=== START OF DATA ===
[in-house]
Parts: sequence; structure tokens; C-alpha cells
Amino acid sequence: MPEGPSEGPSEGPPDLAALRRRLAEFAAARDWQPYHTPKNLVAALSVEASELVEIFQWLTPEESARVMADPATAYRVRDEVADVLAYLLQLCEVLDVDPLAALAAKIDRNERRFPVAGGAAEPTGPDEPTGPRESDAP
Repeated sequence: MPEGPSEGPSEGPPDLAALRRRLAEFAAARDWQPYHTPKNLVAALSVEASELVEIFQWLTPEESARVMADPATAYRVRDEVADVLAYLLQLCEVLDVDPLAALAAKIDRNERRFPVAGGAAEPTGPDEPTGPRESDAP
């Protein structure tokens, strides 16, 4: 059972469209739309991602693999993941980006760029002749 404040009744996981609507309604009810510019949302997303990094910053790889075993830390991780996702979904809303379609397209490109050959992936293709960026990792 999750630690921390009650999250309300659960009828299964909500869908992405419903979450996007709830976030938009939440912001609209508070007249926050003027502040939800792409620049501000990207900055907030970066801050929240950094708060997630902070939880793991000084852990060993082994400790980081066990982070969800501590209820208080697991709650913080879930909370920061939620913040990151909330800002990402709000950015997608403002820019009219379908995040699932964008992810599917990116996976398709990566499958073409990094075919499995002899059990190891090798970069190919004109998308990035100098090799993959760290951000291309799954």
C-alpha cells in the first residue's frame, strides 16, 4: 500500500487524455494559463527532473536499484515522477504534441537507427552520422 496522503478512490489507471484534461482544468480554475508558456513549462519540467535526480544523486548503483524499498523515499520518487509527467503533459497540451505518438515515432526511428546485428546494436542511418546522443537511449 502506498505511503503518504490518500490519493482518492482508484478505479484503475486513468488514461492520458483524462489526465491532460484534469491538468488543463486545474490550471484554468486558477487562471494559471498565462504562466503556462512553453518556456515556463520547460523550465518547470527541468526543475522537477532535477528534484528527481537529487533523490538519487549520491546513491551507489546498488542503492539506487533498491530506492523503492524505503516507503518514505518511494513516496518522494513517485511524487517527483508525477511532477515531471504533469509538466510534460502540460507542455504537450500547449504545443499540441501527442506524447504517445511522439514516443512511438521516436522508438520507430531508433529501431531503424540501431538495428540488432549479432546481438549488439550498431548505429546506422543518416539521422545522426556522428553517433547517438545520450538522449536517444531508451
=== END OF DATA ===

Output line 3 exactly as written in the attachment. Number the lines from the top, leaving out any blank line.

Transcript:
Amino acid sequence: MPEGPSEGPSEGPPDLAALRRRLAEFAAARDWQPYHTPKNLVAALSVEASELVEIFQWLTPEESARVMADPATAYRVRDEVADVLAYLLQLCEVLDVDPLAALAAKIDRNERRFPVAGGAAEPTGPDEPTGPRESDAP